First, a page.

European Steel Association Eurofer Wednesday called for measures to urgently address the high carbon costs faced by European steel mills.
A comprehensive policy framework and specific proposals for a package of measures are needed to address this problem, Eurofer representatives said during the association’s annual European Steel Day in Brussels.
According to Eurofer, one reason why the problem of surging steel imports needs to be urgently addressed is because imports into the EU market come largely from countries that are not intending to reduce their carbon dioxide emissions to the same extent the EU is committed to do.
“At the same time, EU producers face ‘carbon dioxide emissions-related cost burdens’ that are large and growing. Carbon prices – the cost of EU ETS allowances – have risen from single figures at the beginning of 2018 to the mid-twenties now. This has become a significant cost factor, along with other environmental regulations, that negatively impacts the competitiveness of the European sector at an unfair level,” Heinz Jörg Fuhrmann, CEO of steelmaker Salzgitter AG, said at the event.
During the upcoming fourth ETS trading period between 2021 and 2030, the EU steel industry faces a total certificate under-allocation of 25% or more, which will not be compensated for by customers due to global competition and an extremely uneven playing field, Fuhrmann stressed.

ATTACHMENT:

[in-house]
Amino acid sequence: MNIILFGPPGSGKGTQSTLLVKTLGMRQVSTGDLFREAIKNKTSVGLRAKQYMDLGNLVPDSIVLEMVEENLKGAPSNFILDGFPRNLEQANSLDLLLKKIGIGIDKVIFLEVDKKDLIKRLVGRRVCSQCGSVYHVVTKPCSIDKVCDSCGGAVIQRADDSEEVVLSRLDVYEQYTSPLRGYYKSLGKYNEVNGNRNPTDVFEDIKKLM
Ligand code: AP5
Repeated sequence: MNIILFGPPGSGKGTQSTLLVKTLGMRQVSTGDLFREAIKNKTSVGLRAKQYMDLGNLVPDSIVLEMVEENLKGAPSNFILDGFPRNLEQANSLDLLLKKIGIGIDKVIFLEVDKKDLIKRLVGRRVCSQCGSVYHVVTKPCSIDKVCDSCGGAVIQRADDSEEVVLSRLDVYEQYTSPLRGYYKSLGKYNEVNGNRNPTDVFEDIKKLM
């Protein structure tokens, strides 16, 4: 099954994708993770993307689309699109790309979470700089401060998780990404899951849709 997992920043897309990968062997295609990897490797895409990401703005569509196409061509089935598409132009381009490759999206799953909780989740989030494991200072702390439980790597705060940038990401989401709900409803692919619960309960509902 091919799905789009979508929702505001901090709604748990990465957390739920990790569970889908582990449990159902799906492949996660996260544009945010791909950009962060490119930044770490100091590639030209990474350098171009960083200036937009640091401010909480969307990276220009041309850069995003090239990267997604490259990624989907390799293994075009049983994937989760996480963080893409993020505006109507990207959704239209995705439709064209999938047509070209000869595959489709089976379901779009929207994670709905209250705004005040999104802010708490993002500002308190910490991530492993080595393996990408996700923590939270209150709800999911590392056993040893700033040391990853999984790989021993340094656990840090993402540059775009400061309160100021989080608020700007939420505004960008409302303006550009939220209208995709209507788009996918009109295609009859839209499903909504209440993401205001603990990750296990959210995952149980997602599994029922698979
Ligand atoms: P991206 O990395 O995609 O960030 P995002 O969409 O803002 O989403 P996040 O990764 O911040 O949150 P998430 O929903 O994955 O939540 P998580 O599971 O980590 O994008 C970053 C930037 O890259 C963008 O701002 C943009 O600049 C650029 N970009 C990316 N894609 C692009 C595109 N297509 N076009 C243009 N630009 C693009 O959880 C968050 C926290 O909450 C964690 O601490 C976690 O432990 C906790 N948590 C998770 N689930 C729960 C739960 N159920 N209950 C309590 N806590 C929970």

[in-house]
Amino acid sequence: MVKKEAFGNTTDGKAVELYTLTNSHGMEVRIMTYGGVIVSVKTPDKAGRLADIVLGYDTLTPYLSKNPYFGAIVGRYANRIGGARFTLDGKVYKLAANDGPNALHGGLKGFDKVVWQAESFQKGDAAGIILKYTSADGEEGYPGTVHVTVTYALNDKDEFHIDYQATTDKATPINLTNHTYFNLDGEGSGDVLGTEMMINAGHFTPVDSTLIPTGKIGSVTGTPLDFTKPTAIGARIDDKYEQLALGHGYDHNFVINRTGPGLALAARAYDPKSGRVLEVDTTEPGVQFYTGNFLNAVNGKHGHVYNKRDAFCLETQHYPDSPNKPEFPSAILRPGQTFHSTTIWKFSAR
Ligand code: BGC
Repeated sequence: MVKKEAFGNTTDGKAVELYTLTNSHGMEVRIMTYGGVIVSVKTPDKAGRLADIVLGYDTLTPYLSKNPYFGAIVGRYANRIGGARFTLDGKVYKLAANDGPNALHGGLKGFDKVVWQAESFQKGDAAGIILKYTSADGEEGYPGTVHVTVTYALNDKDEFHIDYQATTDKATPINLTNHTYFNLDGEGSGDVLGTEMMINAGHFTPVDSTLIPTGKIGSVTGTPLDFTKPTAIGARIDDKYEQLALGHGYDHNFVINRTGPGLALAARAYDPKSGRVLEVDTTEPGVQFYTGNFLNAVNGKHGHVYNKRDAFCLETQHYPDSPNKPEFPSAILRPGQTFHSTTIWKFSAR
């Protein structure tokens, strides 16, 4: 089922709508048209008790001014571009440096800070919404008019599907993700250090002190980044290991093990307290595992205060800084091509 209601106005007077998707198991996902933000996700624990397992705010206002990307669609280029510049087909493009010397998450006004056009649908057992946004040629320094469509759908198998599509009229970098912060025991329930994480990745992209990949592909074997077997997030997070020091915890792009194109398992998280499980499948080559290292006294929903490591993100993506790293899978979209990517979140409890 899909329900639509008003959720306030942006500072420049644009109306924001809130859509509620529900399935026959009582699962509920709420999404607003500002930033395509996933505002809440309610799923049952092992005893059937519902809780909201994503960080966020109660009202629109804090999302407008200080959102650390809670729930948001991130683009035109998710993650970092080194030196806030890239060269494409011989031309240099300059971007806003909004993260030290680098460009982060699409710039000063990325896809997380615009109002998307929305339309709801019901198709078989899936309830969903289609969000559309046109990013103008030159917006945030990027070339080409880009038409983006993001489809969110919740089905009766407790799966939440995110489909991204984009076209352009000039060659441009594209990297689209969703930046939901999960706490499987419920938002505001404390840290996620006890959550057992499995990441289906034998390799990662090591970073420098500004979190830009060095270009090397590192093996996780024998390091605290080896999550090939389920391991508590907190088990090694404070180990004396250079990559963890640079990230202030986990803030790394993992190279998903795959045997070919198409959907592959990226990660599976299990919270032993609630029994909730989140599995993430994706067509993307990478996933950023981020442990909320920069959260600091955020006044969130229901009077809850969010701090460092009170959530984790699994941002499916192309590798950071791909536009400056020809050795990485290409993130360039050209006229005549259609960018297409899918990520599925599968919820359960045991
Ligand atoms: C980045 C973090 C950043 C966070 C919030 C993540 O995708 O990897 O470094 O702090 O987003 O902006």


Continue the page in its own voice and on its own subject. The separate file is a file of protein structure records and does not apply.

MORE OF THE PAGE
The EU aims to decarbonize the economy by 2050, but according to Eurofer representatives this is not a decarbonization at all. “If it carries on like this, yes, Europe will surely decarbonize, but only by importing its products from third countries and thus exporting its CO2 to elsewhere,” the representatives said.
The European steel industry has developed a wide range of technological solutions that could lead to CO2 emissions reductions of more than 80% by 2050. However, such breakthrough transformations will be very expensive and a package of measures needs to be developed in a comprehensive framework, the Eurofer representatives said.
As a pre-condition for low-carbon steelmaking technologies to be deployed, the EU needs to map out the necessary energy supply and infrastructure needs for energy-intensive industries. Such mapping must assess hydrogen, high voltage electricity and CO2 pipeline energy sources, as well as others factors.
— Annalisa Villa